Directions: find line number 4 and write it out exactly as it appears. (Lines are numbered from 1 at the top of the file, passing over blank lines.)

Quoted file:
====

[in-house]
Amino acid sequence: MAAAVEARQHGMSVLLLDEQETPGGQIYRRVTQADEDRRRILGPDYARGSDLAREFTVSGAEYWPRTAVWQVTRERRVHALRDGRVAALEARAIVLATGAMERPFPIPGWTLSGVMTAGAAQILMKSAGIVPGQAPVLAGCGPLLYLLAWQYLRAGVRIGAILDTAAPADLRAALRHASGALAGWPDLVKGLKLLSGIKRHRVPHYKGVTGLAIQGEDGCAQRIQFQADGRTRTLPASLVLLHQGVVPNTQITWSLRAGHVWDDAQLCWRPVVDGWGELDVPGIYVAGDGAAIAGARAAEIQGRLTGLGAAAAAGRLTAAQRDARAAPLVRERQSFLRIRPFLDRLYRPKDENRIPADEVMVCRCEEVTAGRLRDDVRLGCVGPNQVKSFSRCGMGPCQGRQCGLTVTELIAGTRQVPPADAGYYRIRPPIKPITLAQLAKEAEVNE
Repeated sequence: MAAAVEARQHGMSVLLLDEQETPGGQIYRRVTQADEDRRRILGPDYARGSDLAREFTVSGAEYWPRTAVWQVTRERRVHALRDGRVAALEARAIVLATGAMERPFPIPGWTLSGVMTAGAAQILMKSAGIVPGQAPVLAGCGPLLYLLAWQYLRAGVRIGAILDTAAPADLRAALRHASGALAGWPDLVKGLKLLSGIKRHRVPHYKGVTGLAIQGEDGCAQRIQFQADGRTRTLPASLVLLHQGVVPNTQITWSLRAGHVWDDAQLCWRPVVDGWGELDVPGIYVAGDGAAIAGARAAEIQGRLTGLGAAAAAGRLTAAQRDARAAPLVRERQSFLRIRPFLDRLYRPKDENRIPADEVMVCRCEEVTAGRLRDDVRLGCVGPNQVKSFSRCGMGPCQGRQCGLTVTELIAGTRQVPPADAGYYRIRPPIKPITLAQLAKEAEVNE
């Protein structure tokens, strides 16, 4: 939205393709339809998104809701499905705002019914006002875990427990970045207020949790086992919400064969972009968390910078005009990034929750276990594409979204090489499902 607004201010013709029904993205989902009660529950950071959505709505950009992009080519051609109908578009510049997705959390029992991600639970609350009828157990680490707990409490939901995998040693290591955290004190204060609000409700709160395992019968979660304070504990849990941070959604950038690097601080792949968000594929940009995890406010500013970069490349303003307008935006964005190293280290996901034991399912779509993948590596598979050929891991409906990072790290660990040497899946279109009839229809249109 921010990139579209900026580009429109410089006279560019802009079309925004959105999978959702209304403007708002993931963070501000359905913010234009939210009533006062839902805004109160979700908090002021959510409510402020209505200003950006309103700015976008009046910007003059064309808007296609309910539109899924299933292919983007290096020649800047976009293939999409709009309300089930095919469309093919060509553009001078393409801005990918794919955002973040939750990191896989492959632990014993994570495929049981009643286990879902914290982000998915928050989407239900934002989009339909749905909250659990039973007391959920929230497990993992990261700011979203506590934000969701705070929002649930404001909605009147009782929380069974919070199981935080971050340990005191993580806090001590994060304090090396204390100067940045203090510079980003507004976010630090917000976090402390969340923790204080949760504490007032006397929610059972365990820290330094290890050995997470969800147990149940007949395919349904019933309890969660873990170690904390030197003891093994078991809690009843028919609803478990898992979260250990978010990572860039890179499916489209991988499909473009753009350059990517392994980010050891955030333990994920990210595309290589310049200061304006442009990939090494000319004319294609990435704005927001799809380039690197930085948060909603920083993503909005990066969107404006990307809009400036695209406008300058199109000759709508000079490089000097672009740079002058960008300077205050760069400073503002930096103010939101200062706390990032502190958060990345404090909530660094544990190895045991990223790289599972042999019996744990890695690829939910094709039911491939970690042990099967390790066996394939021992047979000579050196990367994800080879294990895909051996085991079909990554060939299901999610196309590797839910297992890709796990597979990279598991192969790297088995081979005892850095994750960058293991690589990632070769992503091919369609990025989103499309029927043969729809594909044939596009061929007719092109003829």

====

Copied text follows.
């Protein structure tokens, strides 16, 4: 939205393709339809998104809701499905705002019914006002875990427990970045207020949790086992919400064969972009968390910078005009990034929750276990594409979204090489499902 607004201010013709029904993205989902009660529950950071959505709505950009992009080519051609109908578009510049997705959390029992991600639970609350009828157990680490707990409490939901995998040693290591955290004190204060609000409700709160395992019968979660304070504990849990941070959604950038690097601080792949968000594929940009995890406010500013970069490349303003307008935006964005190293280290996901034991399912779509993948590596598979050929891991409906990072790290660990040497899946279109009839229809249109 921010990139579209900026580009429109410089006279560019802009079309925004959105999978959702209304403007708002993931963070501000359905913010234009939210009533006062839902805004109160979700908090002021959510409510402020209505200003950006309103700015976008009046910007003059064309808007296609309910539109899924299933292919983007290096020649800047976009293939999409709009309300089930095919469309093919060509553009001078393409801005990918794919955002973040939750990191896989492959632990014993994570495929049981009643286990879902914290982000998915928050989407239900934002989009339909749905909250659990039973007391959920929230497990993992990261700011979203506590934000969701705070929002649930404001909605009147009782929380069974919070199981935080971050340990005191993580806090001590994060304090090396204390100067940045203090510079980003507004976010630090917000976090402390969340923790204080949760504490007032006397929610059972365990820290330094290890050995997470969800147990149940007949395919349904019933309890969660873990170690904390030197003891093994078991809690009843028919609803478990898992979260250990978010990572860039890179499916489209991988499909473009753009350059990517392994980010050891955030333990994920990210595309290589310049200061304006442009990939090494000319004319294609990435704005927001799809380039690197930085948060909603920083993503909005990066969107404006990307809009400036695209406008300058199109000759709508000079490089000097672009740079002058960008300077205050760069400073503002930096103010939101200062706390990032502190958060990345404090909530660094544990190895045991990223790289599972042999019996744990890695690829939910094709039911491939970690042990099967390790066996394939021992047979000579050196990367994800080879294990895909051996085991079909990554060939299901999610196309590797839910297992890709796990597979990279598991192969790297088995081979005892850095994750960058293991690589990632070769992503091919369609990025989103499309029927043969729809594909044939596009061929007719092109003829």